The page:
1996 to 2003, IARII conducted archaeological survey, data recovery, and
monitoring investigations in support of construction of the Compact Road
on the island of Babeldaob, Republic of Palau. Work on the 85 km long road
encircling this island in the Western Carolines of Micronesia was under
the auspices of the U.S. Army Corps of Engineers.
Oral history documentation and paleoenvironmental coring supplemented
the project’s field investigations. Gathering the stories and histories
of mythological, symbolic, and ancestral significance to sites in the
road corridor preserved some of Palau’s rich oral traditions. Eight
wetland cores were examined to obtain information concerning past environmental
conditions (both climate and vegetation) and prehistoric settlement, agriculture,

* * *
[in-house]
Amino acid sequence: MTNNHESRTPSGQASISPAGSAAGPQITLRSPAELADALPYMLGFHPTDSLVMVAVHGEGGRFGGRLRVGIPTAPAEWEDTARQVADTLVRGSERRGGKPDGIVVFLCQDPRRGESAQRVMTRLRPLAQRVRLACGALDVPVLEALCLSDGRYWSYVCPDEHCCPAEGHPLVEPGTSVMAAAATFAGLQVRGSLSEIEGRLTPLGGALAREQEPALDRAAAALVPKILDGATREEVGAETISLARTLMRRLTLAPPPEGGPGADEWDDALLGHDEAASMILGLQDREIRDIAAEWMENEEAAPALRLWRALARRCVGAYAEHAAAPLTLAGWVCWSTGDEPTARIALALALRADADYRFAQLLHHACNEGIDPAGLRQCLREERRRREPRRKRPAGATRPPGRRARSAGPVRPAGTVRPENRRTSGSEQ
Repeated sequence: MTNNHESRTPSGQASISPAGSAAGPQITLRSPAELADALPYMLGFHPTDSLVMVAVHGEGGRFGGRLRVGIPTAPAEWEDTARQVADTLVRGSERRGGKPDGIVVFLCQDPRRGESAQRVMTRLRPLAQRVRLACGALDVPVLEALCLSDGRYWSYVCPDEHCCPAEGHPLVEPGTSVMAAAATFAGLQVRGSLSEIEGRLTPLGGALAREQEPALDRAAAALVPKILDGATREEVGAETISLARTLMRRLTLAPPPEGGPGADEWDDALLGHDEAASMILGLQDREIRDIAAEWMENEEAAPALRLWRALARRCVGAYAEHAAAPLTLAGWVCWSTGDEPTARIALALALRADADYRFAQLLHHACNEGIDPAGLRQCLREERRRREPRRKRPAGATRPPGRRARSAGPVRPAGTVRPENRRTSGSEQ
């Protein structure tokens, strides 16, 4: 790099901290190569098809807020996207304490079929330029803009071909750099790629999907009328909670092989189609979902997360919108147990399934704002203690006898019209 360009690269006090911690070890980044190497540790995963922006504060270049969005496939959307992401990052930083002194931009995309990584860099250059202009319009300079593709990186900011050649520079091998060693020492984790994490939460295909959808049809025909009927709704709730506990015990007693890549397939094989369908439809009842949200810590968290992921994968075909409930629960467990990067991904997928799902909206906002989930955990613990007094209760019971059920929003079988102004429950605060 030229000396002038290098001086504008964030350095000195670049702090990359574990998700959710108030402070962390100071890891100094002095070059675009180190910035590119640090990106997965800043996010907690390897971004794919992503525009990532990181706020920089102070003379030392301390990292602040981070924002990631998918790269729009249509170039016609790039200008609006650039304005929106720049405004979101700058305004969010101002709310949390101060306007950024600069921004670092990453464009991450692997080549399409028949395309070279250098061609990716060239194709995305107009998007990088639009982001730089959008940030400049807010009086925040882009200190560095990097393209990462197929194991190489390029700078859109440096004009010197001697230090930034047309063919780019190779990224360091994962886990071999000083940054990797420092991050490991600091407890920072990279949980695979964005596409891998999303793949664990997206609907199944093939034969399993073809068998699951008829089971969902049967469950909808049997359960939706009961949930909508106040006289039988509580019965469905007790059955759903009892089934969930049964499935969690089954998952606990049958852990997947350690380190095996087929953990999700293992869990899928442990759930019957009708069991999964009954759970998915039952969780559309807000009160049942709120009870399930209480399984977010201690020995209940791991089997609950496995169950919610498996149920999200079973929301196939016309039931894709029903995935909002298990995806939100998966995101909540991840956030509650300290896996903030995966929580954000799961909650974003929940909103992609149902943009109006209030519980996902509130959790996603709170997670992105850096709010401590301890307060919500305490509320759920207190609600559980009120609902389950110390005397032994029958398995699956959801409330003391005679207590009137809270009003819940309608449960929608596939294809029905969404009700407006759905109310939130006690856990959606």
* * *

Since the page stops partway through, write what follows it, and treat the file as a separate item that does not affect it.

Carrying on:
and land use.
most conspicuous prehistoric sites along the road corridor are the massive
earthworks sculpted from ridges and hills. Construction of these ubiquitous
and morphologically complex earthworks began slightly more than 2000 years
ago. Terraces were primarily symbolic markers of power, but they also functioned
as agricultural fields, defensive sites, burial grounds, habitation locations,
and religious centers.
in the road corridor are abandoned traditional villages characterized by
stonework architecture. At the center of the village’s stone platforms,
paths, water wells, bathing places, and docks is the men’s meeting
house or bai.
Only in the case of the bai does stonework form a foundation
for a superstructure; the majority of the platforms served as burial places
for high-ranking clan members.
with villages, terraces, as well as strewn along ridgelines are scatters
of prehistoric pottery sherds. Whole pots, some painted with wide orange
bands, are occasionally unearthed.
Stone heads, such as this one in Melekeok village, are
usually located in the hills away from the villages. When they were made
and their purpose is unknown.
IARII’s Palau Compact Road Project.
International Archaeological Research
Institute, Inc. ©2003-2016